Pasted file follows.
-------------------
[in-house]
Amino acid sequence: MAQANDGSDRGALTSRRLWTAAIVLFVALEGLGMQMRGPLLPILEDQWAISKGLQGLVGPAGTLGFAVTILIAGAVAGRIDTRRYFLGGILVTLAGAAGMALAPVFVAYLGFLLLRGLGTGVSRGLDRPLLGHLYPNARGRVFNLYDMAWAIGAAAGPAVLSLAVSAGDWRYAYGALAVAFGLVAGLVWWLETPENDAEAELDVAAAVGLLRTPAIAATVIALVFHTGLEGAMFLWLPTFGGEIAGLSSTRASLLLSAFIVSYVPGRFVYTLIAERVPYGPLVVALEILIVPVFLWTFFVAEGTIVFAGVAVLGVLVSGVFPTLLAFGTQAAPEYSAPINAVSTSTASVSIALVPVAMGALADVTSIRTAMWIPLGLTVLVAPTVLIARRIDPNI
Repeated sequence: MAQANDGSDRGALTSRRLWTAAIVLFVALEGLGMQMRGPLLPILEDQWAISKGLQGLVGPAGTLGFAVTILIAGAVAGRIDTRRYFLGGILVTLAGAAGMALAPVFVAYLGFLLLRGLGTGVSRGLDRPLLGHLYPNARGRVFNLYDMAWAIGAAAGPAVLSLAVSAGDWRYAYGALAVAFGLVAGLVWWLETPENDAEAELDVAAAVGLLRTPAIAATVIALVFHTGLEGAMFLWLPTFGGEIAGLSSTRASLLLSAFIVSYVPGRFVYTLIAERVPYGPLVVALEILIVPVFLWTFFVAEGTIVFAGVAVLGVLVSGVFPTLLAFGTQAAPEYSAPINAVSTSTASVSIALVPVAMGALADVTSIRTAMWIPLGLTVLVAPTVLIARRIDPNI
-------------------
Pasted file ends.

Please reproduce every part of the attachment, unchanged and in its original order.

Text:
[in-house]
Amino acid sequence: MAQANDGSDRGALTSRRLWTAAIVLFVALEGLGMQMRGPLLPILEDQWAISKGLQGLVGPAGTLGFAVTILIAGAVAGRIDTRRYFLGGILVTLAGAAGMALAPVFVAYLGFLLLRGLGTGVSRGLDRPLLGHLYPNARGRVFNLYDMAWAIGAAAGPAVLSLAVSAGDWRYAYGALAVAFGLVAGLVWWLETPENDAEAELDVAAAVGLLRTPAIAATVIALVFHTGLEGAMFLWLPTFGGEIAGLSSTRASLLLSAFIVSYVPGRFVYTLIAERVPYGPLVVALEILIVPVFLWTFFVAEGTIVFAGVAVLGVLVSGVFPTLLAFGTQAAPEYSAPINAVSTSTASVSIALVPVAMGALADVTSIRTAMWIPLGLTVLVAPTVLIARRIDPNI
Repeated sequence: MAQANDGSDRGALTSRRLWTAAIVLFVALEGLGMQMRGPLLPILEDQWAISKGLQGLVGPAGTLGFAVTILIAGAVAGRIDTRRYFLGGILVTLAGAAGMALAPVFVAYLGFLLLRGLGTGVSRGLDRPLLGHLYPNARGRVFNLYDMAWAIGAAAGPAVLSLAVSAGDWRYAYGALAVAFGLVAGLVWWLETPENDAEAELDVAAAVGLLRTPAIAATVIALVFHTGLEGAMFLWLPTFGGEIAGLSSTRASLLLSAFIVSYVPGRFVYTLIAERVPYGPLVVALEILIVPVFLWTFFVAEGTIVFAGVAVLGVLVSGVFPTLLAFGTQAAPEYSAPINAVSTSTASVSIALVPVAMGALADVTSIRTAMWIPLGLTVLVAPTVLIARRIDPNI